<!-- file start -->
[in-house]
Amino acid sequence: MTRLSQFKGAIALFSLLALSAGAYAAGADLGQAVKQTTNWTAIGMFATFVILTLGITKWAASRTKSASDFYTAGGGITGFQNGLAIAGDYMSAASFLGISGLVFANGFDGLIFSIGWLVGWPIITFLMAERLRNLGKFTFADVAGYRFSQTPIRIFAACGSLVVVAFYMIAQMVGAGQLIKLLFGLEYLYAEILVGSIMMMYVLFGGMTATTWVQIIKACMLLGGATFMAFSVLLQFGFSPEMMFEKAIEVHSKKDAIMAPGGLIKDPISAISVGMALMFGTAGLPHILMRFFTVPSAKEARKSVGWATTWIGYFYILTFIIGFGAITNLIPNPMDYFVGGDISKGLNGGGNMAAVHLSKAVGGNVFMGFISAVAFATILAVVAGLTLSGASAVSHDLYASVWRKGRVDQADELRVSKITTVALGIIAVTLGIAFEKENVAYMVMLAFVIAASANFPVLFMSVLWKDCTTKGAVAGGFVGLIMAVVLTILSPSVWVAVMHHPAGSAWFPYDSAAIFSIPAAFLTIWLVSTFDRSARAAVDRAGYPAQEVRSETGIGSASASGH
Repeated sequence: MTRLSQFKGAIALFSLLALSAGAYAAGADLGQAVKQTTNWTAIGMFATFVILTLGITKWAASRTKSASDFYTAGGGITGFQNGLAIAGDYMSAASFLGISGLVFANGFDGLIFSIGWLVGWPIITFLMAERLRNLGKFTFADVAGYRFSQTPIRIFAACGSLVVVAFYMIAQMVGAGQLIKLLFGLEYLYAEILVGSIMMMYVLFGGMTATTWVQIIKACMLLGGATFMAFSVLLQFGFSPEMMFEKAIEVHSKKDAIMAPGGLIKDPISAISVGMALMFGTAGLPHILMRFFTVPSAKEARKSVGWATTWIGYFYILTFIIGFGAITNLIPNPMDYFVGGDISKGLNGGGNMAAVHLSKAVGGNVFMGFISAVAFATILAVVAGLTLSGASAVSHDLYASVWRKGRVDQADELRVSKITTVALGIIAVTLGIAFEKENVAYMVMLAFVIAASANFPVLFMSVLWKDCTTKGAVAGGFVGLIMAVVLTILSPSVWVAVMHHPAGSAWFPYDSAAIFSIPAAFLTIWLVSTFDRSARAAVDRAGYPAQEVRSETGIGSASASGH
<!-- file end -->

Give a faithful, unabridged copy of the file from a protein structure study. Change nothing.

[in-house]
Amino acid sequence: MTRLSQFKGAIALFSLLALSAGAYAAGADLGQAVKQTTNWTAIGMFATFVILTLGITKWAASRTKSASDFYTAGGGITGFQNGLAIAGDYMSAASFLGISGLVFANGFDGLIFSIGWLVGWPIITFLMAERLRNLGKFTFADVAGYRFSQTPIRIFAACGSLVVVAFYMIAQMVGAGQLIKLLFGLEYLYAEILVGSIMMMYVLFGGMTATTWVQIIKACMLLGGATFMAFSVLLQFGFSPEMMFEKAIEVHSKKDAIMAPGGLIKDPISAISVGMALMFGTAGLPHILMRFFTVPSAKEARKSVGWATTWIGYFYILTFIIGFGAITNLIPNPMDYFVGGDISKGLNGGGNMAAVHLSKAVGGNVFMGFISAVAFATILAVVAGLTLSGASAVSHDLYASVWRKGRVDQADELRVSKITTVALGIIAVTLGIAFEKENVAYMVMLAFVIAASANFPVLFMSVLWKDCTTKGAVAGGFVGLIMAVVLTILSPSVWVAVMHHPAGSAWFPYDSAAIFSIPAAFLTIWLVSTFDRSARAAVDRAGYPAQEVRSETGIGSASASGH
Repeated sequence: MTRLSQFKGAIALFSLLALSAGAYAAGADLGQAVKQTTNWTAIGMFATFVILTLGITKWAASRTKSASDFYTAGGGITGFQNGLAIAGDYMSAASFLGISGLVFANGFDGLIFSIGWLVGWPIITFLMAERLRNLGKFTFADVAGYRFSQTPIRIFAACGSLVVVAFYMIAQMVGAGQLIKLLFGLEYLYAEILVGSIMMMYVLFGGMTATTWVQIIKACMLLGGATFMAFSVLLQFGFSPEMMFEKAIEVHSKKDAIMAPGGLIKDPISAISVGMALMFGTAGLPHILMRFFTVPSAKEARKSVGWATTWIGYFYILTFIIGFGAITNLIPNPMDYFVGGDISKGLNGGGNMAAVHLSKAVGGNVFMGFISAVAFATILAVVAGLTLSGASAVSHDLYASVWRKGRVDQADELRVSKITTVALGIIAVTLGIAFEKENVAYMVMLAFVIAASANFPVLFMSVLWKDCTTKGAVAGGFVGLIMAVVLTILSPSVWVAVMHHPAGSAWFPYDSAAIFSIPAAFLTIWLVSTFDRSARAAVDRAGYPAQEVRSETGIGSASASGH